Bloody hell. One half of Megalopsy (whose album last year is still, in the humble mumble of this reviewer, the high-watermark of the dark psy genre) teams up with some crunchy cohorts for a caustic cacophonous crusade of christ-that’s-amazing music. Packaged up in a very trippy way (let’s just say that these are the finest linear notes in the history of music), it’s playful music that just happens to be the year’s only truly essential dark psychedelic release.
Skyshack, recorded with Collapse, kicks the album off to a staggering start. The energy, the balls, the life that’s going on in the music is incredible; it’s the first time I’ve heard any deep, dark psychedelic that reaches the same part of the brain that got delighted when The Abstract Machine dropped. Barely space for a breath, before Spine Screwer drops and does exactly what it says on the tin. The sound here is fantastic: it’s a wall of frequency, yet with enough definition and crispness to allow every layer its own space and clarity. Ghost Call (with Collapse again) is pure oldskool through a lysergic 2006 blender. Once again, it’s all about ruthless power coupled with hi-definition production that keeps this interesting; something to think about while your genitals are musically chopped off and thrown into the ocean.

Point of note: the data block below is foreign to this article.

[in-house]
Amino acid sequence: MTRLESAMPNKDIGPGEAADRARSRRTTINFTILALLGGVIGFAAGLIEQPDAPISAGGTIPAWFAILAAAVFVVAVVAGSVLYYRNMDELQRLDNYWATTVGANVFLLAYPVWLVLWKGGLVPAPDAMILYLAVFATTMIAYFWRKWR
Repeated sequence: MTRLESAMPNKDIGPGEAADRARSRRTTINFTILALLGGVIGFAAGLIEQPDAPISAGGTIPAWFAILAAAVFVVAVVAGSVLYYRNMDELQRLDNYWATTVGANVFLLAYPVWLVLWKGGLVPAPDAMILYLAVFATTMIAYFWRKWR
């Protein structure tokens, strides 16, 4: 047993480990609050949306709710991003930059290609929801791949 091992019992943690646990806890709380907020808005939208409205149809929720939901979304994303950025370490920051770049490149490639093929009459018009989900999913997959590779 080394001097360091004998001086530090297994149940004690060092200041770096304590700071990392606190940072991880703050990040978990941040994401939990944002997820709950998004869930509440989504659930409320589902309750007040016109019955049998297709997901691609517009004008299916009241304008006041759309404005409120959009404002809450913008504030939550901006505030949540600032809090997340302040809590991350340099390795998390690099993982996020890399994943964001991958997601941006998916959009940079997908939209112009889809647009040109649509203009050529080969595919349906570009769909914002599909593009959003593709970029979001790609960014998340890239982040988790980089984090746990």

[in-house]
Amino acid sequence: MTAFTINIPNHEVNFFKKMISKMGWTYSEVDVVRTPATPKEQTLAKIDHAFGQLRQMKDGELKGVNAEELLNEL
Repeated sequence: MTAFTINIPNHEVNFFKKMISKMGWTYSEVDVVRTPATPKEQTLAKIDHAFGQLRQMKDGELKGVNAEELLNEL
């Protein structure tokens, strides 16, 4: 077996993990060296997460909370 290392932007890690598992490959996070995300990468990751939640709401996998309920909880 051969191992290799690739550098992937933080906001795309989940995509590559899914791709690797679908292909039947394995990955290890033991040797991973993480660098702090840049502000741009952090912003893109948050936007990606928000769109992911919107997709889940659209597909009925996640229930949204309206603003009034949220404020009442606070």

The Glow opens up and stirs into life like some subterranean dragon, peaks with a little melody, falls into one of the nicest quantized sections of the year, and then drops masterfully back into 4-4. Then we have a new Megalopsy track: Shit Winds, and it’s a cracker. Eerie, swirling, startling stuff without so much as a pause to wipe the smirk off your face before it sends you off for yet another stint on the dancefloor. Psy Fiction has a ravier vibe, with more stabs and melodies. The midsection is a sublime lesson in how to keep the energy flowing, and the changes toward the end will make punters think that the DJ is being clever (perish the thought, of course.)
The Boogieman Theme is more or less what you would expect: anthemic in a post-Gamma Goblins way, it’s so unswervingly geared towards making you dance that it’s not so much a piece of music but a piece of political propaganda. Lokutus Welcome is recorded with Audiopathik from Mexico, and it’s what is technically known within the industry as “fucking dark.” There’s almost a sense of regular fullon at the start, but by the end that’s all been blown away with a seriously evil, unfriendly bit of music. Helioboy – from Frantic Noise, Collapse, and Pragmatix – is wonderful. Dark psy at 136bpm, and yes it works a treat. Finally there’s the downtempo Done For Good, recorded with Pragmatix; and while there’s some interesting ideas it doesn’t really hang together so well – but this isn’t important.
Crikey. Not since the Megalopsy album The Abstract Machine have I been so singularly impressed with a dark psychedelic album. Both share a very special mix of intricacy and power, more than enough to keep you interested and coming back time after time. The genre’s 2006 highpoint.